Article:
The toll exacted by bad doctors is reflected in the program that covers physicians who cannot obtain commercial insurance. Only about 1 percent of the New York’s doctors are in the program, but they have committed malpractice at such an alarming rate that they are chiefly responsible for the program’s loss of more than $500 million this decade.
New York’s comptroller issued a report this past summer lambasting the state for inept oversight of suspect physicians. The comptroller’s findings were underscored by recent revelations that health officials delayed notifying more than 600 people that they had potentially been exposed to deadly diseases by a single physician improperly reusing syringes. Astonishingly, the state regards its investigation into the physician, Dr. Harvey Finkelstein, as a “non-disciplinary” matter.
Although increases to medical malpractice rates exceeded inflation for the past five years, overall rate increases have not been onerous. From 1991 to this year’s 14-percent hike, the average annual increase has been merely 3.5 percent – or about half the rate of medical inflation over the time period.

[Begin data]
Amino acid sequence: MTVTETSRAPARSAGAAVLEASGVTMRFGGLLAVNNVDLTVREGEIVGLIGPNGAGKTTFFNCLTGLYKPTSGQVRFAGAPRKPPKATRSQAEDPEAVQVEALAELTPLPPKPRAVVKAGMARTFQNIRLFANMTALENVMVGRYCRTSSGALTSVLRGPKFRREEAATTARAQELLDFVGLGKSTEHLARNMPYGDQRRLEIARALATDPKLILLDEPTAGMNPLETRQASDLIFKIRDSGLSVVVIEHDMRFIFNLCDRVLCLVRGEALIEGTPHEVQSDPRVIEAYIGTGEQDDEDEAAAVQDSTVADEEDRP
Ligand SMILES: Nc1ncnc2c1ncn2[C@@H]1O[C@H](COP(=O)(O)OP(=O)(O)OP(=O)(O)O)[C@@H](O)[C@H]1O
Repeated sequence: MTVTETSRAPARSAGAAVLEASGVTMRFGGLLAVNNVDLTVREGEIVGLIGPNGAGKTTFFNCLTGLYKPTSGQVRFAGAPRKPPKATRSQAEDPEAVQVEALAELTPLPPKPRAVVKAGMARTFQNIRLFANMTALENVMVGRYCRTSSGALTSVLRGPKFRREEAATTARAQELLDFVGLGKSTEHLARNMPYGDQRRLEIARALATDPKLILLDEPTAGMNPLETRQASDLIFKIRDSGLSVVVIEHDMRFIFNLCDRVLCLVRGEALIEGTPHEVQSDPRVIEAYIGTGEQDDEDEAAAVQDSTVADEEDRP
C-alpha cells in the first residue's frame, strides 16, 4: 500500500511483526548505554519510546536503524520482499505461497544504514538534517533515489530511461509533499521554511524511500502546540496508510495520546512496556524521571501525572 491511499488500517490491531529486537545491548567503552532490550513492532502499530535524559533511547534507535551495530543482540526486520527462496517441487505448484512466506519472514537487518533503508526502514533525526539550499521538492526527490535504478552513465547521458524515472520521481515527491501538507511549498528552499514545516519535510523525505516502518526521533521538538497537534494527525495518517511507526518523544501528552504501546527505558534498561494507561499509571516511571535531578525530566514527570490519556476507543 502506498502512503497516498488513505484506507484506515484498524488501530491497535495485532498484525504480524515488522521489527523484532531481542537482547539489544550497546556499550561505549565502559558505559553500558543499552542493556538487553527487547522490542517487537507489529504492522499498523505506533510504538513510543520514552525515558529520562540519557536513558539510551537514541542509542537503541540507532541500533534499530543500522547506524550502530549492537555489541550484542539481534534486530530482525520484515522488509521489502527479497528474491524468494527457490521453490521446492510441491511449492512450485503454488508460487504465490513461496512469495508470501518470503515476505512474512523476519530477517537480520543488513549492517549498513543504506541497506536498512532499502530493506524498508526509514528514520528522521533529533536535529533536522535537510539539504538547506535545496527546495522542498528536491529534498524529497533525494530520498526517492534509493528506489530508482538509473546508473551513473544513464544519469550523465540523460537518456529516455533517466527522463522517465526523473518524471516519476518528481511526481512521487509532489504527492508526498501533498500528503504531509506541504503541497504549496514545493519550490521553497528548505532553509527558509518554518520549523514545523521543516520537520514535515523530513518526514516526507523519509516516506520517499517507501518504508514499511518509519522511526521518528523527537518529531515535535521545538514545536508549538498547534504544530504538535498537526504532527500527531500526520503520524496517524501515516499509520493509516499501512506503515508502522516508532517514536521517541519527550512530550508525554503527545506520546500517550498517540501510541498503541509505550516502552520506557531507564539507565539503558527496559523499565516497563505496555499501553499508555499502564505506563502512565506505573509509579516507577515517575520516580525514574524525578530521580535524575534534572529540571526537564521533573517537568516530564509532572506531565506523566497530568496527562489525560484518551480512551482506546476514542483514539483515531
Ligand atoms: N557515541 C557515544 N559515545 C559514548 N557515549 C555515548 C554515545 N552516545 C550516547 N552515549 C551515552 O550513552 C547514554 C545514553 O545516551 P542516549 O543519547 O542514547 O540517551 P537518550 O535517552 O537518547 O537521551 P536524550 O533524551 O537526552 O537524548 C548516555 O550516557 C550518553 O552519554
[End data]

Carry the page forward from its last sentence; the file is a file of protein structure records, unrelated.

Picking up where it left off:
Claims by some that New York’s population of doctors is dwindling are the most absurd of all. By almost any standard – whether one examines the number of licensed doctors, practicing doctors, “at risk” specialists, or full-time equivalent doctors – New York’s doctor supply is higher, and healthier, than it has been in any year for which data are available.
One exception, though not notable, is the much-ballyhooed purported shortage of obstetricians. While the number of obstetricians did drop slightly this decade, the state’s birthrate actually declined at a faster rate, meaning that the small change in the number of obstetricians had little impact on access to care.